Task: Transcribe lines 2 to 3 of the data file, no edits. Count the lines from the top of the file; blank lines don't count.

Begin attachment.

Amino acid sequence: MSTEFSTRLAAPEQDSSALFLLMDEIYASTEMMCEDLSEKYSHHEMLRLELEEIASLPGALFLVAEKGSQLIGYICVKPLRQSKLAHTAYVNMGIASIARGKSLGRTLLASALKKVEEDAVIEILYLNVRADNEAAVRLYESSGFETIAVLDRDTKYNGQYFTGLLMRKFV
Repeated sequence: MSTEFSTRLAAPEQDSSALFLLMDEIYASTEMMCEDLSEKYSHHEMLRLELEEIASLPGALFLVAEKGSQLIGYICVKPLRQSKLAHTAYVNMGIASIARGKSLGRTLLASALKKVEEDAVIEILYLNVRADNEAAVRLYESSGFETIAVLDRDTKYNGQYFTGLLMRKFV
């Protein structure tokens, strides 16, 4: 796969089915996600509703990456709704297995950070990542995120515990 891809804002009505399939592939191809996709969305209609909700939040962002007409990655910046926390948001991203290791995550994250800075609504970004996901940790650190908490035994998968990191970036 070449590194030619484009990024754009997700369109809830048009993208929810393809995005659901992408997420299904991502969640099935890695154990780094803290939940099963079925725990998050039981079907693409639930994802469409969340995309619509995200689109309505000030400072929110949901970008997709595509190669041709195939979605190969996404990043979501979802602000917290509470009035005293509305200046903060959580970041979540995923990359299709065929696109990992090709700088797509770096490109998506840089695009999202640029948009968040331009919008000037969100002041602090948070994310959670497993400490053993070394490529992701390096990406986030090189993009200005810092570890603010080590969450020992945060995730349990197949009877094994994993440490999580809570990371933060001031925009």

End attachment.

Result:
Repeated sequence: MSTEFSTRLAAPEQDSSALFLLMDEIYASTEMMCEDLSEKYSHHEMLRLELEEIASLPGALFLVAEKGSQLIGYICVKPLRQSKLAHTAYVNMGIASIARGKSLGRTLLASALKKVEEDAVIEILYLNVRADNEAAVRLYESSGFETIAVLDRDTKYNGQYFTGLLMRKFV
């Protein structure tokens, strides 16, 4: 796969089915996600509703990456709704297995950070990542995120515990 891809804002009505399939592939191809996709969305209609909700939040962002007409990655910046926390948001991203290791995550994250800075609504970004996901940790650190908490035994998968990191970036 070449590194030619484009990024754009997700369109809830048009993208929810393809995005659901992408997420299904991502969640099935890695154990780094803290939940099963079925725990998050039981079907693409639930994802469409969340995309619509995200689109309505000030400072929110949901970008997709595509190669041709195939979605190969996404990043979501979802602000917290509470009035005293509305200046903060959580970041979540995923990359299709065929696109990992090709700088797509770096490109998506840089695009999202640029948009968040331009919008000037969100002041602090948070994310959670497993400490053993070394490529992701390096990406986030090189993009200005810092570890603010080590969450020992945060995730349990197949009877094994994993440490999580809570990371933060001031925009």